John: I don’t think we could have done it without MTV. Radio in America in the ’80s was on this complete lockdown, playing the same stuff, and classic rock didn’t really have videos, so MTV was really forced to go for new music. And the progressive new music was coming out of the U.K. Really, MTV wanted videos that had some “bang” to them, and they talked to us about wanting “James Bond–type videos.”
Simon: America didn’t really have the same kind of youth movement with punk rock that we had in the U.K., whereas the post-punk or U.K. New Wave movement was a big movement in America.
Were there any crazy stories filming in Sri Lanka and Antigua for Rio?
Simon: There were funny stories involving elephants mating, I believe, or going off to do a little “flirtation”—but while somebody in the band was still sitting on their backs.
John: We kind of saw ourselves as an underground-club band with the makeup and the leathers, and all of a sudden we found ourselves in Sri Lanka making an action movie.
There is rampant speculation that Duran Duran are performing the theme song to the new James Bond film, Skyfall, in theaters this fall. Any truth to them?
Simon: It would be great to do it again, and I think the production house which looks after making the Bond films is aware that if they wanted Duran Duran to do a theme tune for the next James Bond film, we are absolutely, 100 percent up for it!
John: We’ve got several rhymes to go with Skyfall! We have a list.
You’re also scheduled to play a party in Hyde Park that is put on to coincide with the opening ceremony of the 2012 Olympic Games in London. Sounds exciting.
Simon: The queen, God bless her, has said, “You guys can come and play in my back garden!” So, there’s a massive concert there. We’re waving the flag for England; Paolo Nutini is representing Scotland; Stereophonics are from Wales; and Snow Patrol from Northern Ireland.
Duran Duran garnered a reputation for being very fashion-forward, and today we see much more of a synergistic relationship between artists and fashion labels.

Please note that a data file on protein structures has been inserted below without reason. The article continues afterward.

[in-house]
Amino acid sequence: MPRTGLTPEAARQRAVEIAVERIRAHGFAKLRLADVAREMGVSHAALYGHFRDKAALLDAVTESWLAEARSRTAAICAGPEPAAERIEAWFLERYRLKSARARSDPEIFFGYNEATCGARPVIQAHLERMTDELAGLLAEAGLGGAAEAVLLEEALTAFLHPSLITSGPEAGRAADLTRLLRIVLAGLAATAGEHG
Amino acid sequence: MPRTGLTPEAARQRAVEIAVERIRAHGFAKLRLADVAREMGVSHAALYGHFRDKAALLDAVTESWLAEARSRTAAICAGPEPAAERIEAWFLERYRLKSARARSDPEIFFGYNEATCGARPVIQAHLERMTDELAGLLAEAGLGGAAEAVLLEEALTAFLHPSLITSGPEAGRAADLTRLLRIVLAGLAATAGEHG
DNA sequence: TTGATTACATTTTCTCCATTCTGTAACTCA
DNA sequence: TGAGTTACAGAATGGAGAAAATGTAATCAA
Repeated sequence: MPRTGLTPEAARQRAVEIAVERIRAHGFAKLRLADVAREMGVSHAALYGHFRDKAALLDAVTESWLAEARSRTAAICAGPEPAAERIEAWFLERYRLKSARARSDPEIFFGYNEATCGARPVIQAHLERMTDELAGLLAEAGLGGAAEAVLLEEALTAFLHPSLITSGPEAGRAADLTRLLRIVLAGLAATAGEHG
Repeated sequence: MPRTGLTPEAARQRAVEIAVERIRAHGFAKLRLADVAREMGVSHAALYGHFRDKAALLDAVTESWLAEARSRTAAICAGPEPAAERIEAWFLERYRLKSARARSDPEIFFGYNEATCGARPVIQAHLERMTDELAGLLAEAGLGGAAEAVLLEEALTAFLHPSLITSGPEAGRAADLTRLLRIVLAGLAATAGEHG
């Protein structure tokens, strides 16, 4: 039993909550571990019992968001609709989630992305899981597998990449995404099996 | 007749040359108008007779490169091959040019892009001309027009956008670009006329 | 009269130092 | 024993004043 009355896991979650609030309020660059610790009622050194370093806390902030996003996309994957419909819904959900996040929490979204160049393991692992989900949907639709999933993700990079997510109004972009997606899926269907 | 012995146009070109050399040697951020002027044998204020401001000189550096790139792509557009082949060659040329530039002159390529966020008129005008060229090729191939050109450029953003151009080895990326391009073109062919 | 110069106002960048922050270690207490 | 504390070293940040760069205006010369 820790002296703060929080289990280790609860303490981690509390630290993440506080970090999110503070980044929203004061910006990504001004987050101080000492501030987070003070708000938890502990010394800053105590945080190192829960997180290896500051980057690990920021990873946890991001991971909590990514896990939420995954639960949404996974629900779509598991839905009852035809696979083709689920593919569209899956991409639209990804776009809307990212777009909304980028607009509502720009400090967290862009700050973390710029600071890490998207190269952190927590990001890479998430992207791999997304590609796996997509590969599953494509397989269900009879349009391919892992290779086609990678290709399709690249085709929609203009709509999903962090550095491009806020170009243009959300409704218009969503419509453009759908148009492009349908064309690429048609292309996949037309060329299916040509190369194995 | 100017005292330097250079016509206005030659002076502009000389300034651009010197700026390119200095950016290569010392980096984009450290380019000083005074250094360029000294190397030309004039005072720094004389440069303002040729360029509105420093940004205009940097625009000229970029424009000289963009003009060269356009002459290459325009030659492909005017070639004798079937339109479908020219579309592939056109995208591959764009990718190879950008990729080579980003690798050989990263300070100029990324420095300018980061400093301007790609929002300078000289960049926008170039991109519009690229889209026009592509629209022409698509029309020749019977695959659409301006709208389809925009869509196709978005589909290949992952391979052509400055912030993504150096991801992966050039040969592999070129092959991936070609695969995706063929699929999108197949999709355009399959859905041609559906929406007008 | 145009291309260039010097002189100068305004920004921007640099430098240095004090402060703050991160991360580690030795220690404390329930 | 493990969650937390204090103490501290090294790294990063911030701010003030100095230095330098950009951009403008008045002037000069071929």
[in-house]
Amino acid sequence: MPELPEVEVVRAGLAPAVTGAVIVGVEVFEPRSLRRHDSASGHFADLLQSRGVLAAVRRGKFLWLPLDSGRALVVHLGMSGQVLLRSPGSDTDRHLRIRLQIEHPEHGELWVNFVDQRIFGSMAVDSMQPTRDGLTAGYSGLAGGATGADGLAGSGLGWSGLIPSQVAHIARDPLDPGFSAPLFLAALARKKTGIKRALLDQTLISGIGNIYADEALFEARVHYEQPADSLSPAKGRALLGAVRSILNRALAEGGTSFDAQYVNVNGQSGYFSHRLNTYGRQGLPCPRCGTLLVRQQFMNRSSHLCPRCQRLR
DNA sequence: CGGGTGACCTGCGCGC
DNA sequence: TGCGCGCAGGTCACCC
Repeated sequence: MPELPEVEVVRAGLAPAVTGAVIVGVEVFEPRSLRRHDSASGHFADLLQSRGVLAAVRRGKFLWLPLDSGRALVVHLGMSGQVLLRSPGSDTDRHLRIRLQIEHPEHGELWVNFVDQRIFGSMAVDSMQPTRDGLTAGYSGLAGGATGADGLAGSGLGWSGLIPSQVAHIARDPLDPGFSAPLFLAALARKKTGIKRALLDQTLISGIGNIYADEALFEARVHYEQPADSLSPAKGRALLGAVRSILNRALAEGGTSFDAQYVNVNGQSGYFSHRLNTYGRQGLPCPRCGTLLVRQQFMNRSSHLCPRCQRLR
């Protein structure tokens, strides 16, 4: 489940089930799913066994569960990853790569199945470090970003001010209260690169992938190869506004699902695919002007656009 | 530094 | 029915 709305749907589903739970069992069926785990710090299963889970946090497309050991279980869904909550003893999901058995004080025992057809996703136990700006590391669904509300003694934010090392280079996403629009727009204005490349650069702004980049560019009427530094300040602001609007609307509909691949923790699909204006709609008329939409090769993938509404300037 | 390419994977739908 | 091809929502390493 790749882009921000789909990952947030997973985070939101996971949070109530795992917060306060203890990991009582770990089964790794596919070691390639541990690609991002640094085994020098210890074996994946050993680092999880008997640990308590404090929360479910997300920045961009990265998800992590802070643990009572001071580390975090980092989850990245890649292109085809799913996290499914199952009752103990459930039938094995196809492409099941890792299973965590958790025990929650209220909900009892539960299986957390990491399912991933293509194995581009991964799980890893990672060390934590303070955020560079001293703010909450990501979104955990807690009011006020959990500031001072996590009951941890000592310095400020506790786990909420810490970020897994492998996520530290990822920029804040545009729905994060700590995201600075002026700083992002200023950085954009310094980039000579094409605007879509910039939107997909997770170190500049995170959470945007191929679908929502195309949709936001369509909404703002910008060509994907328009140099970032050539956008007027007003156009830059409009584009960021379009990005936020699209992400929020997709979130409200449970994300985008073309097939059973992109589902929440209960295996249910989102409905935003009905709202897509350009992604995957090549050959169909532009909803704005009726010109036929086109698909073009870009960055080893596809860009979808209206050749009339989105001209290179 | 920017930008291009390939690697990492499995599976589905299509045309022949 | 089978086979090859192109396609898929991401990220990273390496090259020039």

Simon: It was never anything that we ever had a conversation about. We came out of a time where music became very image-conscious—from ’70s glam rock to punk. The right thing for us to do was get the best outfits we could and make sure we looked good next to each other. But we didn’t have a stylist for 20 years.
Simon, I heard that you fell incredibly ill last year and Duran Duran almost called it quits.
Simon: It was probably the toughest schedule I’ve ever been on—some weeks we played nine shows. I was on stage in Cannes playing at an event, and I injured my vocal folds. I caused a bleed to occur—went for a note too hard. We had no idea when or if I’d even make a full recovery.
What contemporary bands are you guys into these days?
John: Kurt Vile, Washed Out ... We like Lana. We’re with Lana Del Ray.
Simon: Arctic Monkeys are going to be around for a long time. They’re a proper band with a great rhythm section.
Your last album, All You Need Is Now, was produced by Mark Ronson. Will you be working with him again on your next album?
John: Mark’s up for it! We’re going to work on that next year.
Marlow Stern is the assistant culture editor of Newsweek and The Daily Beast and holds a Master’s from the Columbia University Graduate School of Journalism. He has served in the editorial department of Blender magazine, and as an editor at Amplifier Magazine and Manhattan Movie Magazine.